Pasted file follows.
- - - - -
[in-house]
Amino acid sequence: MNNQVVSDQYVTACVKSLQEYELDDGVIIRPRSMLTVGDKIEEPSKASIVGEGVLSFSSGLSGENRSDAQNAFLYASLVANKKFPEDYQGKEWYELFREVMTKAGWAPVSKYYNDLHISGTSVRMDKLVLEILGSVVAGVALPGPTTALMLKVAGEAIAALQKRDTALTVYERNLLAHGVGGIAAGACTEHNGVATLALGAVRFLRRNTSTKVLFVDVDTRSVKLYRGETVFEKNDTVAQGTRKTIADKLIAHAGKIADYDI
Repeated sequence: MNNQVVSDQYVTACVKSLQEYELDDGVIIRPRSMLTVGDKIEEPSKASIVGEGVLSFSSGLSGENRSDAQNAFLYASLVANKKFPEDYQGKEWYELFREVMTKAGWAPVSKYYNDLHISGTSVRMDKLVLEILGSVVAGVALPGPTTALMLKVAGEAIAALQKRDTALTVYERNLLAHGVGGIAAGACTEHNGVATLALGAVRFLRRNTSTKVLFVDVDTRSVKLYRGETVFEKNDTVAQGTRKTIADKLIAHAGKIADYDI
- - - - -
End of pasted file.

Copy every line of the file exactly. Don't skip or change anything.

[in-house]
Amino acid sequence: MNNQVVSDQYVTACVKSLQEYELDDGVIIRPRSMLTVGDKIEEPSKASIVGEGVLSFSSGLSGENRSDAQNAFLYASLVANKKFPEDYQGKEWYELFREVMTKAGWAPVSKYYNDLHISGTSVRMDKLVLEILGSVVAGVALPGPTTALMLKVAGEAIAALQKRDTALTVYERNLLAHGVGGIAAGACTEHNGVATLALGAVRFLRRNTSTKVLFVDVDTRSVKLYRGETVFEKNDTVAQGTRKTIADKLIAHAGKIADYDI
Repeated sequence: MNNQVVSDQYVTACVKSLQEYELDDGVIIRPRSMLTVGDKIEEPSKASIVGEGVLSFSSGLSGENRSDAQNAFLYASLVANKKFPEDYQGKEWYELFREVMTKAGWAPVSKYYNDLHISGTSVRMDKLVLEILGSVVAGVALPGPTTALMLKVAGEAIAALQKRDTALTVYERNLLAHGVGGIAAGACTEHNGVATLALGAVRFLRRNTSTKVLFVDVDTRSVKLYRGETVFEKNDTVAQGTRKTIADKLIAHAGKIADYDI